Terra Preta Sanitation, In which we learn of The World Toilet Prize

Fearlessly, finally, blogging on from here in Berlin, Germany, where I’m positively flushed with what we might call, the latest Tales from the Toiletten.

Just before leaving for our study tour in Europe, I spoke at the 20th Anniversary Natural Resource Management “Tipping Point” Conference dinner on local sustainable food. I included of course the story of our 100% Electric Ute, and added, at some risk, a few rather personal tales on The Transformative Power of Poo. Now, it seems, we’re destined to continue this Toiletten theme.

By chance on arrival we found a campaign for a Berlin based documentary film called UnDune. The film profiles a new system of “managing our business” using a closed nutrient cycle waste management the Germans have called “Terra Preta Sanitation”.

Given our existing fascination with Terra Preta soils, our commitment to developing a biochar machine, and desire to learn more about closed nutrient cycling systems, this was a seriously golden opportunity – we HAD to meet the film makers.

We contacted one of them, Dennis Raetzel, who invited us to meet with him at Lichtenberg Community Garden for a chat.

The garden site borders an industrial complex, where, we were told, ground is likely polluted with toxic residues like lead. To avoid working the contaminated earth, a group of about ten locals, including Dennis, are growing food in raised beds fashioned from pallets and other recycled materials. Dennis said it’s difficult to access land in Berlin. They have thus taken what they could get, and ensured the garden is somewhat portable, in case they should be asked to move on at short notice.

As it happens, right on site there’s another project called “The Old Foundry”. There, Dennis and a collective of passionate makers are transforming the abandoned factory into a creative hub, which already includes two music studios, a printmakers room, sewing room, woodworking equipment, metal work equipment, and even a 3D printer currently under construction.

We toured the old foundry building with Dennis and his UnDune co-producer, Gregor Pieplow. Gregor’s noteworthy father, Hiako Pieplow, has recently written a book called “Terra Preta -The Black Revolution from the Rainforest” (only available in German at this stage).

Dennis and Gregor shared an impressive depth of understanding, knowledge, and passion for developing resilience using the Terra Preta Sanitation system and related concepts. The film UnDune will be released later this year and we’ll ensure to announce it here. We’ve bought an advance copy already to help fund the post-production, and encourage you to donate as well, if you can.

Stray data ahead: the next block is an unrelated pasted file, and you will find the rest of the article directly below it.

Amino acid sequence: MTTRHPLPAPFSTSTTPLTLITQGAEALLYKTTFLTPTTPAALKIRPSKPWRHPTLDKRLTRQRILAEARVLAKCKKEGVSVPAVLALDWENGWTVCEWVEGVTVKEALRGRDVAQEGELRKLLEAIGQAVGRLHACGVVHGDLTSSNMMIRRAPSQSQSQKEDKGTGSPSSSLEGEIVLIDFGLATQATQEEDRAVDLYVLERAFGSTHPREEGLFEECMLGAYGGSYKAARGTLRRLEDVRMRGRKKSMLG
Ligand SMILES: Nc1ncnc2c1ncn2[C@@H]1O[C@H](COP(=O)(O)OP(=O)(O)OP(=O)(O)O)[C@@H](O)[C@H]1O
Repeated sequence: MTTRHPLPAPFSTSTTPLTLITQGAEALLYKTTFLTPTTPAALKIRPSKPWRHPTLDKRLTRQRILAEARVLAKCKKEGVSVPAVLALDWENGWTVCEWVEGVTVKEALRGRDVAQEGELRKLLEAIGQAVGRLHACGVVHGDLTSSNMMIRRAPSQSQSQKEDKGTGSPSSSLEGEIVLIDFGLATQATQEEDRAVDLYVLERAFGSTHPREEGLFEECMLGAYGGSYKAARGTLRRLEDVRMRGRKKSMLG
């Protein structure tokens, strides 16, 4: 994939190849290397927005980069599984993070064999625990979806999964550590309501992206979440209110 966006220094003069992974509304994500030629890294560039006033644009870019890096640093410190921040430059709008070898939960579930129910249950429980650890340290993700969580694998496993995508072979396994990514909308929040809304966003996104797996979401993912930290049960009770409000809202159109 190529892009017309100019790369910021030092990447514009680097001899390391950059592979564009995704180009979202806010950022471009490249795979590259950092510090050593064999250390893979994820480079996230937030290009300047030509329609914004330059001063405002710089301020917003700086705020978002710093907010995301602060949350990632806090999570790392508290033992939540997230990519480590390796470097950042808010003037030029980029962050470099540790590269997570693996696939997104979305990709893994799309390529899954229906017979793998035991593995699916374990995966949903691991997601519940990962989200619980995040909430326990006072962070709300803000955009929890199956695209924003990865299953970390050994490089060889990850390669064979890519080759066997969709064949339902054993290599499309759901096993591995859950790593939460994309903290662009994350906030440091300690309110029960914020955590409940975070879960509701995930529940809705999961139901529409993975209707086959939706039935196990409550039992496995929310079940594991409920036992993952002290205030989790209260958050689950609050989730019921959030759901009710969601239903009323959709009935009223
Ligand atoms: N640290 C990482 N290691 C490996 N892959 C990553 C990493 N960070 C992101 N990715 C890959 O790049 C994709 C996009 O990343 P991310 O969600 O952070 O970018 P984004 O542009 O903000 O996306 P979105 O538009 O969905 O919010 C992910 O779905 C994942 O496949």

As I understand it, the waste management solution explored in the film is a water-less toilet, which uses a combination of pulverised biochar and stonemeal to cover and process faeces.

When the bucket positioned beneath the toilet seat is full, it is closed for a month to enable an anaerobic fermentation. Micro-organisms can be added to boost the process, though they are naturally present already. Following this, the contents, which do not smell, are added to a worm farm. The worms apparently adore this “food” and thus begins an aerobic fermentation. After more time, the end result is a completely safe, highly enriched soil improver.

The UnDune film profiles other closely related projects in Germany, including Terra Boga – a biochar production facility used for soil enrichment in the Berlin Botanical Gardens.

When it was looking like the day couldn’t get any better, Dennis and Gregor – completely straight-faced – began telling us about the WTO: the World Toilet Organisation. Apparently this lesser known WTO has recently awarded The World Toilet Prize to a Professor in Hamburg, who spent ten years devising a closed loop toilet system. The system is installed and available for any member of the public to experience at a Hamburg Train Station!

By this stage I was just about crying with laughter and begging Dennis to contact the World Toilet Prize Winner on our behalf. Apparently the Professor is a man very much in demand. I’ll be, uh, relieved if he, or any other of their contacts are willing to talk ‘business’ with us.

Like us, Dennis, Gregor and their friends at The Old Foundry Berlin collective would also like to develop a small scale biochar machine for the common area, for the triple purpose of heating, biochar and energy production. We plan to keep in touch to share plans and progress as we all work to make this idea manifest.

Stay tuned to hear who within Dennis and Gregor’s network of noteworthy biochar / Terra Preta Toiletten experts are willing to meet with us.

Needless to say I’m intrigued about what this could all mean for nutrient cycling systems in the future design of Stellar Violets garden-farm. It does seem to bode well for enhancing our ability to build farm fertility safely, effectively, and efficiently, year on year ad infinitum.

Our thanks to Gregor and Dennis – legends.

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